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The Bower moated site

Also known as, or recorded in historical documents as;
Hartall; Hertale

In the civil parish of Greete.
In the historic county of Shropshire.
Modern Authority of Shropshire.
1974 county of Shropshire.
Medieval County of Shropshire.

OS Map Grid Reference: SO55497226
Latitude 52.34654° Longitude -2.65469°

The Bower moated site has been described as a Fortified Manor House although is doubtful that it was such.

There are earthwork remains.

This site is a scheduled monument protected by law.


The Bower moated site is a well-preserved example of this type of monument. Subcircular moated sites are relatively uncommon nationally and such sites are thought to date to the early medieval period. Moated sites occupying elevated positions are also unusual and it would appear that for these sites defence was a key element in their construction. The moated island will retain buried evidence of the structures that once stood on the site, which together with the associated artefacts and organic remains, will provide valuable evidence about the occupation and social status of the inhabitants of the site. Organic remains surviving in the buried ground surface beneath the raised interior and deposited within the moat will also provide information about the changes to the local environment and the use of the land before and after the moated site was constructed.
The monument includes the earthwork and buried remains of a medieval moated site located in an area of undulating land and occupying an elevated position, with the ground falling away in all directions. The moat defines a polygonal subcircular island, between 50m and 60m across. The arms of the moat are between 8m and 12m wide. The eastern and northern arms are dry and steep-sided, and are up to 3.3m deep, while much of the southern arm retains water. A later drainage channel extends from the south western corner of the moat and is not included in the scheduling. The western arm has been infilled, but survives as a buried feature. This part of the moat is shown as having been infilled on the earliest large scale Ordnance Survey map, published in 1885. Material excavated during the construction of the moat has been used to raise the surface of the north western part of the island by about 1.8m above the level of the surrounding land. This part of the island is occupied by The Bower, a farmhouse of mainly 18th century date which incorporates an earlier timber-framed building. The original means of access onto the island was via a causeway, about 7m wide, which crosses the northern part of the eastern arm. (Scheduling Report)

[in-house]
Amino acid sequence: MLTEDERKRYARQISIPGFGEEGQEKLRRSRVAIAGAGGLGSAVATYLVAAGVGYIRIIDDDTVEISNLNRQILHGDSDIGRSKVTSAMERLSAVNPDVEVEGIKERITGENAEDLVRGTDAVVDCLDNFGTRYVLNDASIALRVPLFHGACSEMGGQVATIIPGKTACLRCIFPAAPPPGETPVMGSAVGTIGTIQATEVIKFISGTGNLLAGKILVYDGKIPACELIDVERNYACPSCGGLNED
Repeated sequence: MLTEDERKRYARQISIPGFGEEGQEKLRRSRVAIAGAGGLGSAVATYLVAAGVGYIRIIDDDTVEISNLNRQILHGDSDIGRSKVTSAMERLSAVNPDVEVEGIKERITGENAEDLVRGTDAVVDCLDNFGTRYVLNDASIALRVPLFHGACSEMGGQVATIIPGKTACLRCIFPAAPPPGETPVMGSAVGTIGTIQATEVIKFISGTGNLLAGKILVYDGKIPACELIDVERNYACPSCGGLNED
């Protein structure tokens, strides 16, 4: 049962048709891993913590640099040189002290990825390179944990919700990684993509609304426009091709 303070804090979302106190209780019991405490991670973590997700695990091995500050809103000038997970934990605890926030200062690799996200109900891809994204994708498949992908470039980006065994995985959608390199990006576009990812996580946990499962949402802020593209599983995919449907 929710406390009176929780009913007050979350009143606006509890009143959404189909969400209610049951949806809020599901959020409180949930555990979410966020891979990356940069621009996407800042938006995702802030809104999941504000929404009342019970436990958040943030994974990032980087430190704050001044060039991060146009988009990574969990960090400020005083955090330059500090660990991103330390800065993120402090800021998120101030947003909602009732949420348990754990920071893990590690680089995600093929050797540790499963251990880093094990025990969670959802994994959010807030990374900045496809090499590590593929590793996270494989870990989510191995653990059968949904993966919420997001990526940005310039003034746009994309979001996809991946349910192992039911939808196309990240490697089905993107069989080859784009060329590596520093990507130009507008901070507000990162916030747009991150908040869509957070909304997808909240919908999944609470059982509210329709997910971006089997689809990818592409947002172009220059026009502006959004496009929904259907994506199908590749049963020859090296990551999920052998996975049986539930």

Does this represent the site of Hartall (Eyton)? Regardless the manor of Greet, which clearly had its manor house at Greet Court, near the church, was held for a portion of a knight's fee. The half a hide of Hartall - which seems to have been a widows portion of the manor in 1255 - was distinctly sub-manorial as a holding at that time. It later may have become a yeoman's house for a family taking their name from the site, although, if so, this family do also seem to have been merchants in Ludlow.
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Sources of information, references and further reading
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This record last updated 26/07/2017 09:21:29

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